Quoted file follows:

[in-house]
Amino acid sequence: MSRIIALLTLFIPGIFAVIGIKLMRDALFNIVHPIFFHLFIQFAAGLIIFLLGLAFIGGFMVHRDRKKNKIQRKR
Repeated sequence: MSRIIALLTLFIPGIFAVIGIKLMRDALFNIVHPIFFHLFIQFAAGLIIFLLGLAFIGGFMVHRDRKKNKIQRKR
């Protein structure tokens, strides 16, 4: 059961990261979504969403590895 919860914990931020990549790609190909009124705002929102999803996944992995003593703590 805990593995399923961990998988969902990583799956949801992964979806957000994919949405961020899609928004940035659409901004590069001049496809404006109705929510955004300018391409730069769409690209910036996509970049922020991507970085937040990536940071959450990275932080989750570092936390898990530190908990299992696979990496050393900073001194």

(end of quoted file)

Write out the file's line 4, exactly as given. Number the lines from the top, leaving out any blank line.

């Protein structure tokens, strides 16, 4: 059961990261979504969403590895 919860914990931020990549790609190909009124705002929102999803996944992995003593703590 805990593995399923961990998988969902990583799956949801992964979806957000994919949405961020899609928004940035659409901004590069001049496809404006109705929510955004300018391409730069769409690209910036996509970049922020991507970085937040990536940071959450990275932080989750570092936390898990530190908990299992696979990496050393900073001194």